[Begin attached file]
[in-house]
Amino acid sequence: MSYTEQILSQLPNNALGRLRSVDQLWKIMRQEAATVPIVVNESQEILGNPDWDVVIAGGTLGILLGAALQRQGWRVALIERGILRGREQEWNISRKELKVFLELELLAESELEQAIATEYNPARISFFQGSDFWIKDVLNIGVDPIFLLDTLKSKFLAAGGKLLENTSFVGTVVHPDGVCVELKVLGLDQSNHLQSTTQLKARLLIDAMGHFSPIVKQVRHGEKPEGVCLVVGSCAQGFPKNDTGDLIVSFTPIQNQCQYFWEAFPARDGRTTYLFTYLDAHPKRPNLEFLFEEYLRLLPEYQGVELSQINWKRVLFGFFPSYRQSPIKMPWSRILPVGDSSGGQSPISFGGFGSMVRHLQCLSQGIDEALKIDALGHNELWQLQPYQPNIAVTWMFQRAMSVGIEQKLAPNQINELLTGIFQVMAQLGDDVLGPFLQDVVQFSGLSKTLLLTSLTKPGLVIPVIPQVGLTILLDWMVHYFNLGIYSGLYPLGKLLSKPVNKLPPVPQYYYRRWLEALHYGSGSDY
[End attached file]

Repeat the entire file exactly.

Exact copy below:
[in-house]
Amino acid sequence: MSYTEQILSQLPNNALGRLRSVDQLWKIMRQEAATVPIVVNESQEILGNPDWDVVIAGGTLGILLGAALQRQGWRVALIERGILRGREQEWNISRKELKVFLELELLAESELEQAIATEYNPARISFFQGSDFWIKDVLNIGVDPIFLLDTLKSKFLAAGGKLLENTSFVGTVVHPDGVCVELKVLGLDQSNHLQSTTQLKARLLIDAMGHFSPIVKQVRHGEKPEGVCLVVGSCAQGFPKNDTGDLIVSFTPIQNQCQYFWEAFPARDGRTTYLFTYLDAHPKRPNLEFLFEEYLRLLPEYQGVELSQINWKRVLFGFFPSYRQSPIKMPWSRILPVGDSSGGQSPISFGGFGSMVRHLQCLSQGIDEALKIDALGHNELWQLQPYQPNIAVTWMFQRAMSVGIEQKLAPNQINELLTGIFQVMAQLGDDVLGPFLQDVVQFSGLSKTLLLTSLTKPGLVIPVIPQVGLTILLDWMVHYFNLGIYSGLYPLGKLLSKPVNKLPPVPQYYYRRWLEALHYGSGSDY